G20 Digital Economy Ministers reach consensus on digital public infrastructure

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G20 Digital Economy Ministers reach consensus on digital public infrastructure
G20 Digital Economy Ministers reach consensus on digital public infrastructure

Under India’s Presidency, G20 Digital Economy Ministers reached a groundbreaking consensus on the manner in which digital public infrastructure (DPI) will shape the future

The G20 Digital Economy Ministers, on the definition of digital public infrastructure, have reached a consensus, Minister of State for Electronics and IT Rajeev Chandrasekhar said on Tuesday.

Under India’s Presidency, G20 Digital Economy Ministers reached a groundbreaking consensus on the manner in which digital public infrastructure (DPI) will shape the future, the minister said.

“This has been, for the first time ever, a global consensus on what ought to be the definition, the framework, and the principles of digital public infrastructure,” Chandrasekhar said.

An intense digitalization process was launched in 2015 with the Digital India programme by Prime Minister Narendra Modi, he said.

“India has seen several DPIs that have been created. I can safely say that DPI conversations that are being held across the world and have been amplified in a sense by G20 conversations have gained momentum in the context of this Indian Presidency in the G20.”

“India is now a case study—a nation that has employed and deployed technology for progress and growth,” Chandrasekhar said.

Platforms like Aadhaar, UPI, Digilocker, CoWin, and other platforms that are meant to provide services to citizens in electronic mode are included in the government’s DPI.

Offering them the India stack and DPI at no cost and with open-source access, India has entered into eight memorandums of understanding (MoUs) with Armenia, Sierra Leone, Suriname, Antigua, Barbados, Trinidad and Tobago, Papua New Guinea, and Mauritius.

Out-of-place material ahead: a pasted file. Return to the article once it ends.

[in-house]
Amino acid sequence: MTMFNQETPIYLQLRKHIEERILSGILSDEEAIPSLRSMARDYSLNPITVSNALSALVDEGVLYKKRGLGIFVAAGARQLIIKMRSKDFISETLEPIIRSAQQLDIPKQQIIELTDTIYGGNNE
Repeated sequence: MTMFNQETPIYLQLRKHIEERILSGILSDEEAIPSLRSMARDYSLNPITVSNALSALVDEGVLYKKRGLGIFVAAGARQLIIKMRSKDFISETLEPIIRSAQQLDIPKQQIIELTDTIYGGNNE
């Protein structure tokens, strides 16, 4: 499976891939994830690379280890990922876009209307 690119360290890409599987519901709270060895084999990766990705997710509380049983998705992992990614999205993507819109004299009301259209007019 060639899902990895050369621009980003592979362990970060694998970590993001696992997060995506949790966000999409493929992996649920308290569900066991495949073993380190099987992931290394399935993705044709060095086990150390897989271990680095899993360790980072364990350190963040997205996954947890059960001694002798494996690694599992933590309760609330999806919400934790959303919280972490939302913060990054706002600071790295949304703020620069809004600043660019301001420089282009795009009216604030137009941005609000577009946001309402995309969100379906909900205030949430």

The digital economy in India is expected to touch 20% by 2025-2026, the minister said.

The digital economy in the country has grown to 11% from 4.5% in 2014, he said.

There was consensus on cybersecurity and digital skills as well, Chandrasekhar said.

“Countries that are engaged during the G20, and I suspect even beyond that, are engaged in the entire concept of DPI (digital public infrastructure). While UPI is certainly a powerful part of the India stack, there are many other applications on the India stack that are equally exciting and interesting, especially in health, storage like digilocker, etc.,” he said.

Across the board, India’s focus on creating digital talent has resonated well, and G20 countries and many other nations have shown interest in partnering for the same, he noted.

There has been consensus on financing digital infrastructure, but details of financing will evolve gradually, Chandrasekhar said.

“While this is the Indian Presidency, and we have certainly initiated these conversations, and there is widespread excitement, interest, and consensus, this will continue beyond this Presidency. These things will evolve,” he said.

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